It’s all about perspective

Just like for those sports teams, sales and marketing people come from different backgrounds and speak different languages. Marketers come from a data-driven perspective, always compiling and using information to get ahead of customers and guide them to the next step, while salespeople have ears to the ground (or the phones) with customers every day, meeting them right where they are in their customer journey and constantly learning directly from the source. Each group is exposed to different information, each getting one side of a larger story.

sales marketing alignment - get perspective
Photo by James McGill on Unsplash

 

Imagine for a second, if one person could only hear while one person could only see, and they’ve happened across a shared experience. If one of the people was trying to explain the experience to you, you’d get a decent understanding of what is accurate to that person. But imagine if both of them could explain their perspectives to you and you could combine the two into a more complete story. Or, even better, they could explain to each other, come up with a combined reality, and share that with you. Which do you think would give you the best idea of what really happened?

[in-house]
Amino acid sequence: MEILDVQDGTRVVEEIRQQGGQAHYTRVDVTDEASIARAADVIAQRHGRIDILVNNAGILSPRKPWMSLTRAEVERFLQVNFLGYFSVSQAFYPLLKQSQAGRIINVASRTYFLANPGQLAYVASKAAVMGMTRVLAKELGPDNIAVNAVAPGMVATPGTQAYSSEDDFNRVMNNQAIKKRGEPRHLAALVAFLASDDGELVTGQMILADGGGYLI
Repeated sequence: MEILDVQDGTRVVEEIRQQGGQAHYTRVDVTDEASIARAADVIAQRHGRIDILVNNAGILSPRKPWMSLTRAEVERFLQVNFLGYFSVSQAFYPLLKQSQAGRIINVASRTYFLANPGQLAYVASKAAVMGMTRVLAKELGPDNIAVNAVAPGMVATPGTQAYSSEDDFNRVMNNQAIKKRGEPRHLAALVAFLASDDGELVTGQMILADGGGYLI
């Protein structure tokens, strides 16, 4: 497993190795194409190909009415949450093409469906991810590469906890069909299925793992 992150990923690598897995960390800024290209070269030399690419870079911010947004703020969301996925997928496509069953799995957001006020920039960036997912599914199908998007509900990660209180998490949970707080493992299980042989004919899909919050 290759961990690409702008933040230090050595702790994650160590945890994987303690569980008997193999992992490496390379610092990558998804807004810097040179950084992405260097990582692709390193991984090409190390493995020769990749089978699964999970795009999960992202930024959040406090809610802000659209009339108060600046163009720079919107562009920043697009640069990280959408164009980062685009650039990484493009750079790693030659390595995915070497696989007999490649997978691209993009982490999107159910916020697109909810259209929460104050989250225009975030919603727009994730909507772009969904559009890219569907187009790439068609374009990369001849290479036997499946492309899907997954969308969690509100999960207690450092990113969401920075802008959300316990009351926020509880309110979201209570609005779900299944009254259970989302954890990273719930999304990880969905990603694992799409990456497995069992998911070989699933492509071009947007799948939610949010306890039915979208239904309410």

This is the same with sales & marketing teams. Marketers rely primarily on visual data: what are customers doing, where are they coming from and going, etc. They see this information on charts and graphs. Conversely, sales people understand reality as what the customers are saying directly to them each day. Both sides have useful information that is accurate and true to them, but when combined, the big picture becomes more complete. Different trends and realities may become visible.

Smarketing for the win

At the end of these inspirational sports sagas, the individuals on the team have learned how to communicate with each other and work together. Their varying perspectives and unique capabilities have made them stronger while they’ve overcome obstacles as a team, ultimately leading to them winning the championship game.